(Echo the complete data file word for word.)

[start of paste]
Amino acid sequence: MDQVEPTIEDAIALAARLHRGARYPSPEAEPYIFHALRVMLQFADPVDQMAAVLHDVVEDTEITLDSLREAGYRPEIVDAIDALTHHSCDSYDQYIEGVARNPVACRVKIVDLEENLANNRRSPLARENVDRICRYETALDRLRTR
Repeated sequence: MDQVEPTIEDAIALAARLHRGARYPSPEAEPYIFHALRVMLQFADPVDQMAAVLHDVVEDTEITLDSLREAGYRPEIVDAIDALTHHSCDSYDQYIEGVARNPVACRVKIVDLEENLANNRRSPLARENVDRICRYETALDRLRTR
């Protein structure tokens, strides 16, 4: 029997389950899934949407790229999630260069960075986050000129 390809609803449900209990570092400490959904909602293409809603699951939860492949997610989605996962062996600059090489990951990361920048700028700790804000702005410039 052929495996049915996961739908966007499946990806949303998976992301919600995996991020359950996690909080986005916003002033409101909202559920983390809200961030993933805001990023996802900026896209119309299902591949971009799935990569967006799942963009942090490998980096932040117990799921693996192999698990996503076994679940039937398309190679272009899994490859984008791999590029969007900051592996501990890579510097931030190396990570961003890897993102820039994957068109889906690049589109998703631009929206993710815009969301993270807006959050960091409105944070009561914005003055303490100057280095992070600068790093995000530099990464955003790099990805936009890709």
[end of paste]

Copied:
Amino acid sequence: MDQVEPTIEDAIALAARLHRGARYPSPEAEPYIFHALRVMLQFADPVDQMAAVLHDVVEDTEITLDSLREAGYRPEIVDAIDALTHHSCDSYDQYIEGVARNPVACRVKIVDLEENLANNRRSPLARENVDRICRYETALDRLRTR
Repeated sequence: MDQVEPTIEDAIALAARLHRGARYPSPEAEPYIFHALRVMLQFADPVDQMAAVLHDVVEDTEITLDSLREAGYRPEIVDAIDALTHHSCDSYDQYIEGVARNPVACRVKIVDLEENLANNRRSPLARENVDRICRYETALDRLRTR
């Protein structure tokens, strides 16, 4: 029997389950899934949407790229999630260069960075986050000129 390809609803449900209990570092400490959904909602293409809603699951939860492949997610989605996962062996600059090489990951990361920048700028700790804000702005410039 052929495996049915996961739908966007499946990806949303998976992301919600995996991020359950996690909080986005916003002033409101909202559920983390809200961030993933805001990023996802900026896209119309299902591949971009799935990569967006799942963009942090490998980096932040117990799921693996192999698990996503076994679940039937398309190679272009899994490859984008791999590029969007900051592996501990890579510097931030190396990570961003890897993102820039994957068109889906690049589109998703631009929206993710815009969301993270807006959050960091409105944070009561914005003055303490100057280095992070600068790093995000530099990464955003790099990805936009890709």